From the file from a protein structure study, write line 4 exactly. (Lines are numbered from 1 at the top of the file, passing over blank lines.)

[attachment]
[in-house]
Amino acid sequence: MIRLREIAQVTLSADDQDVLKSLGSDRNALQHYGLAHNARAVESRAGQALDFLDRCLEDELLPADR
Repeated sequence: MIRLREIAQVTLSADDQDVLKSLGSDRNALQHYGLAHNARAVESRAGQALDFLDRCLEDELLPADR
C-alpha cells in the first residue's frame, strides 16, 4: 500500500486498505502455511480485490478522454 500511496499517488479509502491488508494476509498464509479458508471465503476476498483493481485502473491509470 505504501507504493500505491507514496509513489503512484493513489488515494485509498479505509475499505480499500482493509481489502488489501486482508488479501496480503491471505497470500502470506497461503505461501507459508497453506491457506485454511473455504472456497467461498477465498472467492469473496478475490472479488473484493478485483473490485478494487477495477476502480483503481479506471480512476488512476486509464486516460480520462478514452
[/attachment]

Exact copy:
C-alpha cells in the first residue's frame, strides 16, 4: 500500500486498505502455511480485490478522454 500511496499517488479509502491488508494476509498464509479458508471465503476476498483493481485502473491509470 505504501507504493500505491507514496509513489503512484493513489488515494485509498479505509475499505480499500482493509481489502488489501486482508488479501496480503491471505497470500502470506497461503505461501507459508497453506491457506485454511473455504472456497467461498477465498472467492469473496478475490472479488473484493478485483473490485478494487477495477476502480483503481479506471480512476488512476486509464486516460480520462478514452